Feds: Mich. only state to need special ed intervention

Jennifer Chambers
The Detroit News
Jeannine Somberg is a parent of a special education student in Macomb County.

Michigan is the only state in the nation that failed to meet federal special education requirements and requires intervention, according to a U.S. Department of Education evaluation.

Federal education officials rated Michigan's annual performance on meeting the Individuals with Disabilities Education Act, or IDEA, for the 2016-17 school year as "needs intervention."

Federal officials use both compliance and results data for a “letter of determination” on whether a state "meets requirements," "needs assistance" or "needs intervention."

Michigan’s rating came from its high drop-out rate and low graduation rate for students with disabilities, education experts say, as well as its poor performance in results data, which includes student assessments.

In Michigan, for students ages 3 through 21, federal education officials said:

  • 29 percent of children with disabilities dropped out of school and 63 percent graduated with a regular high school diploma. That's compared to 15 percent and 74 percent in Massachusetts, for example, a state that meets federal IDEA requirements.
  • 19 percent of eighth-graders with disabilities and 39 percent of fourth-graders scored basic or above in math on the National Assessment of Educational Progress, or NAEP.  In Massachusetts, it was 46 percent for eighth-graders and 59 percent for fourth-graders.
  • 22 percent of fourth-graders and 34 percent of eighth-graders scored basic or above in reading on the NAEP, compared to 45 percent and 56 percent respectively in Massachusetts.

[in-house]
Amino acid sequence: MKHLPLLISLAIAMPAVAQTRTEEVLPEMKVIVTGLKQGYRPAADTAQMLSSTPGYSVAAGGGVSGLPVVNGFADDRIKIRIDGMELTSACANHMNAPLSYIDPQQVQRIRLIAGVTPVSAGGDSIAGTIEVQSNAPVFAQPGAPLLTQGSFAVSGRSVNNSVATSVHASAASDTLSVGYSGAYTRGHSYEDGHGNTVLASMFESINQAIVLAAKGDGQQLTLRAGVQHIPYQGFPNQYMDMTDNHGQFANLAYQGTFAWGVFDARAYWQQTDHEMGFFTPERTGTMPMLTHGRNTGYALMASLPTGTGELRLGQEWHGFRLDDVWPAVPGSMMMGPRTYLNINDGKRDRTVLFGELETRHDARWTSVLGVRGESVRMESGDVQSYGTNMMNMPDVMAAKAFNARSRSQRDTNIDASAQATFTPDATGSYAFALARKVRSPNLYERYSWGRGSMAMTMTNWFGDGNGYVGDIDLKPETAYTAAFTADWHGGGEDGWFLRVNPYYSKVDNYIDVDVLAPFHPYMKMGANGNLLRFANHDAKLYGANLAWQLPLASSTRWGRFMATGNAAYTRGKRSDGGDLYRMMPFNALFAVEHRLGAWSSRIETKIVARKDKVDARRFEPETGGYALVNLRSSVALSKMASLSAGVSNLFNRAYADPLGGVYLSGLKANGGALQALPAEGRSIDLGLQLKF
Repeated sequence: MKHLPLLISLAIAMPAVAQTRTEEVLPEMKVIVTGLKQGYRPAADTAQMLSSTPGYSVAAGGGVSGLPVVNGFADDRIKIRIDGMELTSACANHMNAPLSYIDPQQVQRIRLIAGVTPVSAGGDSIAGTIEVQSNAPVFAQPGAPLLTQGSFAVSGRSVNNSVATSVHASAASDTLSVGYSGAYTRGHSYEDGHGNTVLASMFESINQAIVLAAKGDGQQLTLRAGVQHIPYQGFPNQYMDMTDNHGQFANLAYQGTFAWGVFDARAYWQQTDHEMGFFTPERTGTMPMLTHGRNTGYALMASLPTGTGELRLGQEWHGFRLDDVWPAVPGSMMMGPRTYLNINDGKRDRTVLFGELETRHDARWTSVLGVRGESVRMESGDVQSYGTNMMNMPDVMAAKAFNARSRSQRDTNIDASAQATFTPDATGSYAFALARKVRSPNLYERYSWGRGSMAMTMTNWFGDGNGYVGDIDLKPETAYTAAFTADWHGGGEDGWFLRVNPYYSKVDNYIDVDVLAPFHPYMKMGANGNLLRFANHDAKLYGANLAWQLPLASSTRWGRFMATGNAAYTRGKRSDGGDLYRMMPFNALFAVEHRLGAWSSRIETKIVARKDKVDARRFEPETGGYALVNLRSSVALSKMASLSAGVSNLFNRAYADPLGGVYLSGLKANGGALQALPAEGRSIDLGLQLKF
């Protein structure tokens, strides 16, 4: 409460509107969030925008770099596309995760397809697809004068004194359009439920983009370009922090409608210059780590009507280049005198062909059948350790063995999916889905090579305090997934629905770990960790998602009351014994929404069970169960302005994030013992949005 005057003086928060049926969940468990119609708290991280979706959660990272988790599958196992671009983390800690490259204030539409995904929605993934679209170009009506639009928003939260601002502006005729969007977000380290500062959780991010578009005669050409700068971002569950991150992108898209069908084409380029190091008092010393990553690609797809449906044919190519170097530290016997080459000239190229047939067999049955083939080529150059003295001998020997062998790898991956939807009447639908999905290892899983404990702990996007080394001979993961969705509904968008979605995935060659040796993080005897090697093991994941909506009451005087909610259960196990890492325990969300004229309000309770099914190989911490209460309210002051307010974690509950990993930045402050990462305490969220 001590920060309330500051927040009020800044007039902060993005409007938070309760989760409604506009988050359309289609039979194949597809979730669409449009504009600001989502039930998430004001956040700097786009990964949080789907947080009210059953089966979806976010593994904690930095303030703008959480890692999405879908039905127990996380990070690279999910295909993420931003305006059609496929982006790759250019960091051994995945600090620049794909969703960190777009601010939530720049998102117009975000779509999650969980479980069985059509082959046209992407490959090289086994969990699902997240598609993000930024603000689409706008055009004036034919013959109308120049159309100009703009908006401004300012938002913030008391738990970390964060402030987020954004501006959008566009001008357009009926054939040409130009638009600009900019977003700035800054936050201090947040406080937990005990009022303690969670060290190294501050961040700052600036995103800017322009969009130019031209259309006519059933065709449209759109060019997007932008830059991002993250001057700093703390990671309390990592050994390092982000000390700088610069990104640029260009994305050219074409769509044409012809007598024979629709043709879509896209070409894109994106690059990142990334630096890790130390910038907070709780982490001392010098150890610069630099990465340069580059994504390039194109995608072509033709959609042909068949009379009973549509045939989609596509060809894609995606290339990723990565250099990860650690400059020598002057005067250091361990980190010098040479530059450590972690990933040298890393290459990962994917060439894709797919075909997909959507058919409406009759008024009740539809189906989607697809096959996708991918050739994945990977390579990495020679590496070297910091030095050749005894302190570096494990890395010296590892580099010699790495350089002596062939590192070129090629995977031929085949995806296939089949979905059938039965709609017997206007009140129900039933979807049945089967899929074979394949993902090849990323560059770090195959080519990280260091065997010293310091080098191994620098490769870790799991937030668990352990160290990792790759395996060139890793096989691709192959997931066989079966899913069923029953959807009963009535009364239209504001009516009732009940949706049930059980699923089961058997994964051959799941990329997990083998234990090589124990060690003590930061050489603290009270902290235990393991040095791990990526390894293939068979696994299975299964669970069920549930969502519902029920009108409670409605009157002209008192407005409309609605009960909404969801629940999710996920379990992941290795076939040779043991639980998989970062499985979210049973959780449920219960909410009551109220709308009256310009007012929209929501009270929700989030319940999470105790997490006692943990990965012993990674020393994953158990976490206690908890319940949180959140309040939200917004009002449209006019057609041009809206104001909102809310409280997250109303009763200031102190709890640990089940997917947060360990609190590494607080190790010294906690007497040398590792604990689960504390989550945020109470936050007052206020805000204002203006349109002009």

Michigan is the only state to receive the "needs intervention" ranking, alongside Washington, D.C., Palau and Northern Mariana Islands, a U.S. Commonwealth.

It is the first year Michigan fell into the category after landing on the "needs assistance" determination list for the last four school years.

Officials with the Michigan Department of Education said on Monday they are still reviewing the report and assessing its content. They declined further comment.

The determination letter — first issued June 28 and then revised July 5 — rates the state's performance on two parts of IDEA: serving students ages 3 to 21 and serving infants to age 2.


Michigan received $366 million in grants in 2016-17 for students ages 3 to 21.

In a second category, which serves infants through children age 2, Michigan is meeting federal requirements of IDEA.

If a state needs intervention for three consecutive years, the U.S. Department of Education must take enforcement action, including requiring a corrective action plan or compliance agreement, or the state faces future federal payments being withheld. It's unclear how much funding would be at risk.

U.S Department of Education officials declined to comment further on the report, only saying that it "will continue to work with all states, including Michigan, to raise expectations and improve results for children and youth with disabilities and their families."